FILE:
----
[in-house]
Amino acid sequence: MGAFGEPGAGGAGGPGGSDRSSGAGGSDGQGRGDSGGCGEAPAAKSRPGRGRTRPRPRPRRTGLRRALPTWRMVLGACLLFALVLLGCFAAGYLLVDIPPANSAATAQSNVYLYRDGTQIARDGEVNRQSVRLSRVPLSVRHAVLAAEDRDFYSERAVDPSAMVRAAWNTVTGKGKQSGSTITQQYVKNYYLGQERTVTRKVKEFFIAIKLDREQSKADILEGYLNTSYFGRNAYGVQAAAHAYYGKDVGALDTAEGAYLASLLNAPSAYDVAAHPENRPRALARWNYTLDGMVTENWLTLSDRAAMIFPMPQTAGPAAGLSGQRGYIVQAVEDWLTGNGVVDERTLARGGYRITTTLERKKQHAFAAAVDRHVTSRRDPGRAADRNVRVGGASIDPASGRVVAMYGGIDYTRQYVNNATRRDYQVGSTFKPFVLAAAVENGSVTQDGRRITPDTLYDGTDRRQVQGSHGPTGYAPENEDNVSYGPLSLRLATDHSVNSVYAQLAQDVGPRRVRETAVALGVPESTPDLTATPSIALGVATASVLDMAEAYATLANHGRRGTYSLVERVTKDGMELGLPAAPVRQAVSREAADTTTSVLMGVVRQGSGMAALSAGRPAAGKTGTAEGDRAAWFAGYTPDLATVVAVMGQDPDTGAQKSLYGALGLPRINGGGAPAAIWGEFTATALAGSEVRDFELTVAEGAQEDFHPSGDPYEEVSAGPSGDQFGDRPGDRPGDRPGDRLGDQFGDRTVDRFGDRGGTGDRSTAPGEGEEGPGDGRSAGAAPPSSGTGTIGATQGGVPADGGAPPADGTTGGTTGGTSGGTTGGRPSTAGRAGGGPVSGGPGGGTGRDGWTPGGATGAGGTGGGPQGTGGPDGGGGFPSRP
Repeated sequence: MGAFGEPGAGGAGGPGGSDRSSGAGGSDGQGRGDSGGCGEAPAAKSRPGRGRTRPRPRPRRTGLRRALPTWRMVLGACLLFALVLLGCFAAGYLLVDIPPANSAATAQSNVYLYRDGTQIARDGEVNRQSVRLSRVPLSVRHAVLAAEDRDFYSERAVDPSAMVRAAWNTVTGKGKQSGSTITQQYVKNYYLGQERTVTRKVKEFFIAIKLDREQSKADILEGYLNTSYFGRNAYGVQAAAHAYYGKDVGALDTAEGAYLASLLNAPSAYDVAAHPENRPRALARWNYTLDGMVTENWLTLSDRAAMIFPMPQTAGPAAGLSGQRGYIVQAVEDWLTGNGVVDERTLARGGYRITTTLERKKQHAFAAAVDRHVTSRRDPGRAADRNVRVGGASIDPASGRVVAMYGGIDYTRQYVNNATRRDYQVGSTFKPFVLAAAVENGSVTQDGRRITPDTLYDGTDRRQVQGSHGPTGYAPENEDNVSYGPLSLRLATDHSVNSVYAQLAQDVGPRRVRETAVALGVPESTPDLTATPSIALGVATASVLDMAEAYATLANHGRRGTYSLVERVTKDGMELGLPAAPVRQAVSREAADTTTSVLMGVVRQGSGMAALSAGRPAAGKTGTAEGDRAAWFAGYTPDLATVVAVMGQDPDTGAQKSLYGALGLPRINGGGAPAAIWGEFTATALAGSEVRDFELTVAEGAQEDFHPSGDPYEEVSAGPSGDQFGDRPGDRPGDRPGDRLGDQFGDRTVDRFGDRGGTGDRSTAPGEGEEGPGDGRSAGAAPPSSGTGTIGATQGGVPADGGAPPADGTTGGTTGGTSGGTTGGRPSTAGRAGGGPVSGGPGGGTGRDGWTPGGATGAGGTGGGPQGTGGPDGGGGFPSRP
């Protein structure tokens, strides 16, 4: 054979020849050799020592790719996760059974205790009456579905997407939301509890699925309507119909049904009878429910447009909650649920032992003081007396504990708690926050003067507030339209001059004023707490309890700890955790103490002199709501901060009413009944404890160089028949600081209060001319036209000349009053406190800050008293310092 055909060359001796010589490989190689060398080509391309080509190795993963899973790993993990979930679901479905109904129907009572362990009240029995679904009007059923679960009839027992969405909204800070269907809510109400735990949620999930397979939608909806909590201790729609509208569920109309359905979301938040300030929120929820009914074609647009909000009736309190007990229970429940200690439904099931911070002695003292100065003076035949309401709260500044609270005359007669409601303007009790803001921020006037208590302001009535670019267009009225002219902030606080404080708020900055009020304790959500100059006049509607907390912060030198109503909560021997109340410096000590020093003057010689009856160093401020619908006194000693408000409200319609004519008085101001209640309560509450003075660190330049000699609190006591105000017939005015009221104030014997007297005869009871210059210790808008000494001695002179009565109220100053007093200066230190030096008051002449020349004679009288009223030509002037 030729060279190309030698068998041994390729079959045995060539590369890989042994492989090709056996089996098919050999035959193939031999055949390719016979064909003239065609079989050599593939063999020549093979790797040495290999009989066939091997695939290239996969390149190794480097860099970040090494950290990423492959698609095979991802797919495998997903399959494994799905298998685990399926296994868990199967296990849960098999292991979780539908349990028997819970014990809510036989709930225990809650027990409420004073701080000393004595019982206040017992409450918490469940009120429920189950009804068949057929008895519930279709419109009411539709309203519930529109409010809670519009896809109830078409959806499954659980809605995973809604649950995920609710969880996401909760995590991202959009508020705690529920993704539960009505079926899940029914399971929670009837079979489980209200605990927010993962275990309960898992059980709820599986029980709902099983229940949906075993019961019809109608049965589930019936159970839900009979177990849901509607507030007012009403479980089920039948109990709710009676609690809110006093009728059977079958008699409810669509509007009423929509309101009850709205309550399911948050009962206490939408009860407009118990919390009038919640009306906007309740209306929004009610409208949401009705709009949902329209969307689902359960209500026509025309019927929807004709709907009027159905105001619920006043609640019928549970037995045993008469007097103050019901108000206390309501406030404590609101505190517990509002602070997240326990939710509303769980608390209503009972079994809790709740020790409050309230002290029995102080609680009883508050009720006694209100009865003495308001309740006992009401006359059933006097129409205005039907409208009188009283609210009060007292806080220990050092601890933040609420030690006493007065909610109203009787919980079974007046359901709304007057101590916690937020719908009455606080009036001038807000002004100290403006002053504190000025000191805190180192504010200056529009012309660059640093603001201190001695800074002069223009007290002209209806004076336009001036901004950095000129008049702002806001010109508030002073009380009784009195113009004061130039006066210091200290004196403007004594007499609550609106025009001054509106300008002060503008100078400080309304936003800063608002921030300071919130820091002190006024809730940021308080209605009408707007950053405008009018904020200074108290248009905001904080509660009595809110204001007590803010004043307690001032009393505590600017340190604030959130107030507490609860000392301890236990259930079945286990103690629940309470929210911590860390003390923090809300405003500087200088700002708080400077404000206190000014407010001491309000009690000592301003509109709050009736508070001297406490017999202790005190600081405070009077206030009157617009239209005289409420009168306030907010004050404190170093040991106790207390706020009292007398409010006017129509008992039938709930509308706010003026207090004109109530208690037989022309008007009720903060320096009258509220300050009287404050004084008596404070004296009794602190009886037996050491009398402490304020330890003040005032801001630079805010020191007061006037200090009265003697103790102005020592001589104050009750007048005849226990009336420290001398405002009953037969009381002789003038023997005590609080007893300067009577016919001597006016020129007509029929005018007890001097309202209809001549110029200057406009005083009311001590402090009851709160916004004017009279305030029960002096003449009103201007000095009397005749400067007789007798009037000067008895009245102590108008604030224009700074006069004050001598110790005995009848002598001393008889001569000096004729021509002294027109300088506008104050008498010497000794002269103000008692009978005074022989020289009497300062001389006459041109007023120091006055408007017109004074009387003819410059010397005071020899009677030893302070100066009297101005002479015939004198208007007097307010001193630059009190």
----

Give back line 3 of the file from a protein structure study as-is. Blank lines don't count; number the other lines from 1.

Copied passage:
Repeated sequence: MGAFGEPGAGGAGGPGGSDRSSGAGGSDGQGRGDSGGCGEAPAAKSRPGRGRTRPRPRPRRTGLRRALPTWRMVLGACLLFALVLLGCFAAGYLLVDIPPANSAATAQSNVYLYRDGTQIARDGEVNRQSVRLSRVPLSVRHAVLAAEDRDFYSERAVDPSAMVRAAWNTVTGKGKQSGSTITQQYVKNYYLGQERTVTRKVKEFFIAIKLDREQSKADILEGYLNTSYFGRNAYGVQAAAHAYYGKDVGALDTAEGAYLASLLNAPSAYDVAAHPENRPRALARWNYTLDGMVTENWLTLSDRAAMIFPMPQTAGPAAGLSGQRGYIVQAVEDWLTGNGVVDERTLARGGYRITTTLERKKQHAFAAAVDRHVTSRRDPGRAADRNVRVGGASIDPASGRVVAMYGGIDYTRQYVNNATRRDYQVGSTFKPFVLAAAVENGSVTQDGRRITPDTLYDGTDRRQVQGSHGPTGYAPENEDNVSYGPLSLRLATDHSVNSVYAQLAQDVGPRRVRETAVALGVPESTPDLTATPSIALGVATASVLDMAEAYATLANHGRRGTYSLVERVTKDGMELGLPAAPVRQAVSREAADTTTSVLMGVVRQGSGMAALSAGRPAAGKTGTAEGDRAAWFAGYTPDLATVVAVMGQDPDTGAQKSLYGALGLPRINGGGAPAAIWGEFTATALAGSEVRDFELTVAEGAQEDFHPSGDPYEEVSAGPSGDQFGDRPGDRPGDRPGDRLGDQFGDRTVDRFGDRGGTGDRSTAPGEGEEGPGDGRSAGAAPPSSGTGTIGATQGGVPADGGAPPADGTTGGTTGGTSGGTTGGRPSTAGRAGGGPVSGGPGGGTGRDGWTPGGATGAGGTGGGPQGTGGPDGGGGFPSRP